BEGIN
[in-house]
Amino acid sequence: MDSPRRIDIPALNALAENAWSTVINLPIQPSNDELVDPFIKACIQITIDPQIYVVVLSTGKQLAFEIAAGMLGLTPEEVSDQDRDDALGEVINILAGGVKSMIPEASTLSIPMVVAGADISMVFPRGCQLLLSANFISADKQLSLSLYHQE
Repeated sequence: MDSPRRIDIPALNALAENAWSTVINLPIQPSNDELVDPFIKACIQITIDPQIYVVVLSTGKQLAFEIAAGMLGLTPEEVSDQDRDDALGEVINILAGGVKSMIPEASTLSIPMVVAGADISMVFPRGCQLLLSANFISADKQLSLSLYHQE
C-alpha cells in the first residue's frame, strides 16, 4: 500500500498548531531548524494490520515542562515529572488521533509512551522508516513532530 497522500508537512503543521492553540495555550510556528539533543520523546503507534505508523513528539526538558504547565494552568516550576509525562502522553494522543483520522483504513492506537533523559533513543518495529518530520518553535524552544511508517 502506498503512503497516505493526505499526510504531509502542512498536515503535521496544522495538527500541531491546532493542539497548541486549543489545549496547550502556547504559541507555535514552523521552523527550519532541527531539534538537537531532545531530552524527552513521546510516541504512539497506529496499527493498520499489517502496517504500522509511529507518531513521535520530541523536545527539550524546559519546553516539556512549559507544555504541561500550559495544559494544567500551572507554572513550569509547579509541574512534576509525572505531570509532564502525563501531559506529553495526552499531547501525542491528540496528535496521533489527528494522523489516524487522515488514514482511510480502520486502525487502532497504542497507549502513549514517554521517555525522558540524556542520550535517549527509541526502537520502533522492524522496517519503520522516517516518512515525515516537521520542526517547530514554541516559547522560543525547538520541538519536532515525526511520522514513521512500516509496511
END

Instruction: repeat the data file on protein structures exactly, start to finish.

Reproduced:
[in-house]
Amino acid sequence: MDSPRRIDIPALNALAENAWSTVINLPIQPSNDELVDPFIKACIQITIDPQIYVVVLSTGKQLAFEIAAGMLGLTPEEVSDQDRDDALGEVINILAGGVKSMIPEASTLSIPMVVAGADISMVFPRGCQLLLSANFISADKQLSLSLYHQE
Repeated sequence: MDSPRRIDIPALNALAENAWSTVINLPIQPSNDELVDPFIKACIQITIDPQIYVVVLSTGKQLAFEIAAGMLGLTPEEVSDQDRDDALGEVINILAGGVKSMIPEASTLSIPMVVAGADISMVFPRGCQLLLSANFISADKQLSLSLYHQE
C-alpha cells in the first residue's frame, strides 16, 4: 500500500498548531531548524494490520515542562515529572488521533509512551522508516513532530 497522500508537512503543521492553540495555550510556528539533543520523546503507534505508523513528539526538558504547565494552568516550576509525562502522553494522543483520522483504513492506537533523559533513543518495529518530520518553535524552544511508517 502506498503512503497516505493526505499526510504531509502542512498536515503535521496544522495538527500541531491546532493542539497548541486549543489545549496547550502556547504559541507555535514552523521552523527550519532541527531539534538537537531532545531530552524527552513521546510516541504512539497506529496499527493498520499489517502496517504500522509511529507518531513521535520530541523536545527539550524546559519546553516539556512549559507544555504541561500550559495544559494544567500551572507554572513550569509547579509541574512534576509525572505531570509532564502525563501531559506529553495526552499531547501525542491528540496528535496521533489527528494522523489516524487522515488514514482511510480502520486502525487502532497504542497507549502513549514517554521517555525522558540524556542520550535517549527509541526502537520502533522492524522496517519503520522516517516518512515525515516537521520542526517547530514554541516559547522560543525547538520541538519536532515525526511520522514513521512500516509496511